Studio moving away from work for hire to focus on self-publishing free-to-play
The studio that kickstarted its way into the limelight may bid adieu to publishers altogether by taking their games directly to the consumer.
Double Fine;s crowdfunding venture raised $3.3 million dollars for an adventure game that would never have recieved publisher backing, and may get funding from investors that would help them move into a new strategy of self-publishing free-to-play games.
“We’re making a switch from console work-for-hire and going to direct to consumer and free-to-play projects,” said Double Fine's VP of business development Justin.
“That process has taken place over the last 18 months.”
This is a big shift for a developer that has historically relied on contract work with publishers.
The studio's first two titles, Psychonauts (2005) and Brutal Legend (2009), both had backing from major publishers, but when a sequel to the latter was cancelled, the studio was left in the lurch, and began seeking alternative business models.
“We try to be as creative with our business development as we are with our games,” Double fine founder Tim Schafer told VentureBeat.
“We are always on the lookout for ways to break the traditional mold for game funding. So when we see new opportunities come up — like Kickstarter, angel investment, or other alternative funding models — even though they might seem new and risky at the time, they are also very attractive to us."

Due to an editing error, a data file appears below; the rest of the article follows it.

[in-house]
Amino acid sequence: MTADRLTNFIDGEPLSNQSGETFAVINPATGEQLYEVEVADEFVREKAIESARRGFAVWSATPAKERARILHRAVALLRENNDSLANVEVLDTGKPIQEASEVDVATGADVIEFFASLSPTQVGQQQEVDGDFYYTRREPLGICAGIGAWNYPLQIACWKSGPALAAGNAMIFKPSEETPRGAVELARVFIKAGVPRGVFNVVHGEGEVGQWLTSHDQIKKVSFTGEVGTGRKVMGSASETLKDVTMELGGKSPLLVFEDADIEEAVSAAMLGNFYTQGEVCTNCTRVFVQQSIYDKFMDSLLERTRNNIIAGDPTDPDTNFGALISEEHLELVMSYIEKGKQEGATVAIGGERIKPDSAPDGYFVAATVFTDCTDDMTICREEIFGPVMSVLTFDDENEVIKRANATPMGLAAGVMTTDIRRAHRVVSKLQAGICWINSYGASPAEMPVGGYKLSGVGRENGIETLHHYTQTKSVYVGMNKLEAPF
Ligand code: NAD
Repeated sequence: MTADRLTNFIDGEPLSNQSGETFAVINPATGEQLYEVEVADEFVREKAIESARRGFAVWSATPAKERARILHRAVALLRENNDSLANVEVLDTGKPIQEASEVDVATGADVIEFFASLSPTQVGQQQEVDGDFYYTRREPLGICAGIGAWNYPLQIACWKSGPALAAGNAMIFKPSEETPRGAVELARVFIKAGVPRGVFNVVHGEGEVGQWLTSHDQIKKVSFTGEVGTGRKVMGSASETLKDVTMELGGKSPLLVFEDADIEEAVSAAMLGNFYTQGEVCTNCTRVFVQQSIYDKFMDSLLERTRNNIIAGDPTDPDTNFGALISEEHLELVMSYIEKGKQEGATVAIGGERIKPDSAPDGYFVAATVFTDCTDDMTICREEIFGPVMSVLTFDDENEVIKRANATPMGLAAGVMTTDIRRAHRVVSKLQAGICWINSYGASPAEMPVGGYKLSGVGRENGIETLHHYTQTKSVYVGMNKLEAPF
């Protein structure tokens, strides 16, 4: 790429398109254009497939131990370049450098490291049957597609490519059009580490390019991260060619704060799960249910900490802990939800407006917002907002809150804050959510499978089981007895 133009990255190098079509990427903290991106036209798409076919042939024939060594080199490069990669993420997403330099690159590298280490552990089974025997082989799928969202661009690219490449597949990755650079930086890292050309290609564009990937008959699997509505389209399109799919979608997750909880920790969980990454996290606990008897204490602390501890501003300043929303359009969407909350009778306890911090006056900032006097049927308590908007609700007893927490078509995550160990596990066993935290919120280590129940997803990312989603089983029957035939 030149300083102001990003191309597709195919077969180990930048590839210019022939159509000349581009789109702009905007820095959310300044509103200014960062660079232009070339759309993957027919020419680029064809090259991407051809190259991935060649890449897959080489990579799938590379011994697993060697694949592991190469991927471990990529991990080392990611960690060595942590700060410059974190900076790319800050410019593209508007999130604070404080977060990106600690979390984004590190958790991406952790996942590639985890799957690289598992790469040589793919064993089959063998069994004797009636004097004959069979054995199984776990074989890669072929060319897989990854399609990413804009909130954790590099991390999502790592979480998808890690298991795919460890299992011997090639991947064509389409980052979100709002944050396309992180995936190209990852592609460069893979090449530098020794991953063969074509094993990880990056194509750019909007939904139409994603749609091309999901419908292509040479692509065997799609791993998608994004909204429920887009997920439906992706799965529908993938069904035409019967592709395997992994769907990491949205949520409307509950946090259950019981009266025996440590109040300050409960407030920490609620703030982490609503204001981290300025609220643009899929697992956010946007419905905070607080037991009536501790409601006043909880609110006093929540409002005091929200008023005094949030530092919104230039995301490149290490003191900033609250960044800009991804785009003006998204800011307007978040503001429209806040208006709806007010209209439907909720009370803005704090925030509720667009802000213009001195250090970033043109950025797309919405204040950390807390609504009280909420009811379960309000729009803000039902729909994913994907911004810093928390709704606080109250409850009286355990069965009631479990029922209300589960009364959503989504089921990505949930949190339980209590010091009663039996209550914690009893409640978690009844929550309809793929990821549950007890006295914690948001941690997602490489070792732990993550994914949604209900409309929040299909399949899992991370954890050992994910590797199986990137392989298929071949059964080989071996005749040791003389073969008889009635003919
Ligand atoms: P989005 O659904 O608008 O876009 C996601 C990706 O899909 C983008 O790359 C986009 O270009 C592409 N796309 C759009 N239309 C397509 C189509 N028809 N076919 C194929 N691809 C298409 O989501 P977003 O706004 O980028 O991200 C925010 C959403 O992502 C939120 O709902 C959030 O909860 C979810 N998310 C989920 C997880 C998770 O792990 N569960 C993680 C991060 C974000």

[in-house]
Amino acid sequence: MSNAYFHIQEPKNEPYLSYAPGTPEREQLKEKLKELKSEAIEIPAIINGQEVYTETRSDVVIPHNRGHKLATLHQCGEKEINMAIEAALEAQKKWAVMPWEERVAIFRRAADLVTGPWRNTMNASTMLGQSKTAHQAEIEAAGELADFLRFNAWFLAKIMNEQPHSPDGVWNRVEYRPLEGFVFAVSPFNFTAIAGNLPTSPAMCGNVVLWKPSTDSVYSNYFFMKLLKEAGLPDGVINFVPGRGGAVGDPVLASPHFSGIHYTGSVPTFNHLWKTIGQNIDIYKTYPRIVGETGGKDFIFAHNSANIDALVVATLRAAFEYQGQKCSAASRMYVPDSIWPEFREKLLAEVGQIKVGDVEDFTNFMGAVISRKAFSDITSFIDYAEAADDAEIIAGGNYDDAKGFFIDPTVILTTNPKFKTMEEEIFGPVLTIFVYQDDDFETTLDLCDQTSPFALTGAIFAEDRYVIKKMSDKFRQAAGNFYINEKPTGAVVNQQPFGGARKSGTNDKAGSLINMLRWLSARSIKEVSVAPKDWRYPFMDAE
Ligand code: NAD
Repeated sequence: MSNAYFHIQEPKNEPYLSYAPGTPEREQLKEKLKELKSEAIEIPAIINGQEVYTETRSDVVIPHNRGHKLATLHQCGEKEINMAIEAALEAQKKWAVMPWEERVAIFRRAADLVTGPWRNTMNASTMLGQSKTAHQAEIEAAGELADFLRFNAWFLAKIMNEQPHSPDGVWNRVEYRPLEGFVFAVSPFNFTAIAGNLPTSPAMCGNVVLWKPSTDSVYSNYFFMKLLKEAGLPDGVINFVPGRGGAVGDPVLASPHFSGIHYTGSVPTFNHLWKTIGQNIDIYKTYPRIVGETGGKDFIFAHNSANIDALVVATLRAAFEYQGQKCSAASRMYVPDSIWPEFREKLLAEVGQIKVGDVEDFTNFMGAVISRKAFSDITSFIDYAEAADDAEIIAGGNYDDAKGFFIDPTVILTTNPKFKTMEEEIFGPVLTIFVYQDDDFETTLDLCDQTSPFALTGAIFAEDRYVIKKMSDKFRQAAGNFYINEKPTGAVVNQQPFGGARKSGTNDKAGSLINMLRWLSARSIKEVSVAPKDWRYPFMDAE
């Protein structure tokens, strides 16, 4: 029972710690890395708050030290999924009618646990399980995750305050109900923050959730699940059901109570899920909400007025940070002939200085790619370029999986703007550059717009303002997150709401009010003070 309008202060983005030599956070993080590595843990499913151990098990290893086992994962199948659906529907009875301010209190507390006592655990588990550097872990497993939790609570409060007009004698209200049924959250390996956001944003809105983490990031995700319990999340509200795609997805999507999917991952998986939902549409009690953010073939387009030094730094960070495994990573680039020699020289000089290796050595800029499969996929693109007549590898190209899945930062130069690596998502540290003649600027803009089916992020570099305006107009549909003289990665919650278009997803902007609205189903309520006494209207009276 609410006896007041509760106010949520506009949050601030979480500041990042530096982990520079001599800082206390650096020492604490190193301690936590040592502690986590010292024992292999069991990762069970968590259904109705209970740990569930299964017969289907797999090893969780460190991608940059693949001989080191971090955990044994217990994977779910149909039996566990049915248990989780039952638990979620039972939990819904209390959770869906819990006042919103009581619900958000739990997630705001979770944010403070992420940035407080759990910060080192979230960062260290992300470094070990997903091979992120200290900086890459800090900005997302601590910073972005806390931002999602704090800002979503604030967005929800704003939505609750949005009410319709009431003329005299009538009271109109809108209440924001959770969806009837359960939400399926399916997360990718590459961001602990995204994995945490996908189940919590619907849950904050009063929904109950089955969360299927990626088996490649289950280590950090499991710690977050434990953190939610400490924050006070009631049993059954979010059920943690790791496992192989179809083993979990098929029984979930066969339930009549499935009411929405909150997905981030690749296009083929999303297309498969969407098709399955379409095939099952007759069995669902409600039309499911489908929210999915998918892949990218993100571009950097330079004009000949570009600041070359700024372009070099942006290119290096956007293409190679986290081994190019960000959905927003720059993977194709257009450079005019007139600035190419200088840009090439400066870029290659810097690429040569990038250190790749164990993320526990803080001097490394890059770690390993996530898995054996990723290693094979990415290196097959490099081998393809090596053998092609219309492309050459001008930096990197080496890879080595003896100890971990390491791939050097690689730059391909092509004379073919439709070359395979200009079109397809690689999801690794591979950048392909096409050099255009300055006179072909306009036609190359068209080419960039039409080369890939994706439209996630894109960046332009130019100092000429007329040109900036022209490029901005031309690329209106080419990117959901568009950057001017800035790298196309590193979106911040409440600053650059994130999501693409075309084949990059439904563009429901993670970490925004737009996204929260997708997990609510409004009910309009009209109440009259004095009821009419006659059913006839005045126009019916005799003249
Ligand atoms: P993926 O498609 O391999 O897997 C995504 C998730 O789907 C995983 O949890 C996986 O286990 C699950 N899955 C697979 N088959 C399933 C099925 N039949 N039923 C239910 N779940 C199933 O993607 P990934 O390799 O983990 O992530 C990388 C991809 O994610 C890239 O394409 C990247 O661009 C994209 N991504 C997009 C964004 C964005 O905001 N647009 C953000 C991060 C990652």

For Schafer, this is more than just creative thinking; it's a way of escaping a broken system.
"Let’s face it," he said, "anything beats the traditional game funding model. It’s like a loan with a really horrible interest rate; no revenue usually until you’ve not just paid back the development cost, but paid it back many times over. Plus, lots of entanglements with intellectual property usually.”
The company has already recieved $1 million from superfan Steve Dingler, which went to the Mac port of Psychonauts and the publication of PC titles Stacking and costume quest.
Schafer says this is one of the benefits of maintaining the studio's independence; Double Fine's unique team-based organization means they can take advantage of opportunities as they come.
“The great thing about having multiple teams at Double Fine is that we can experiment," explained Schafer.
"We can try out different game genres, platforms, and sizes, and we can try out different funding models. So when someone like Steve Dengler sends a tweet my way, asking how much it would cost to port Brütal Legend to PC, I’m in a position to have a serious conversation with him. I don’t have to say, ‘Sorry, everybody’s busy on this one big game we’re making over here.’”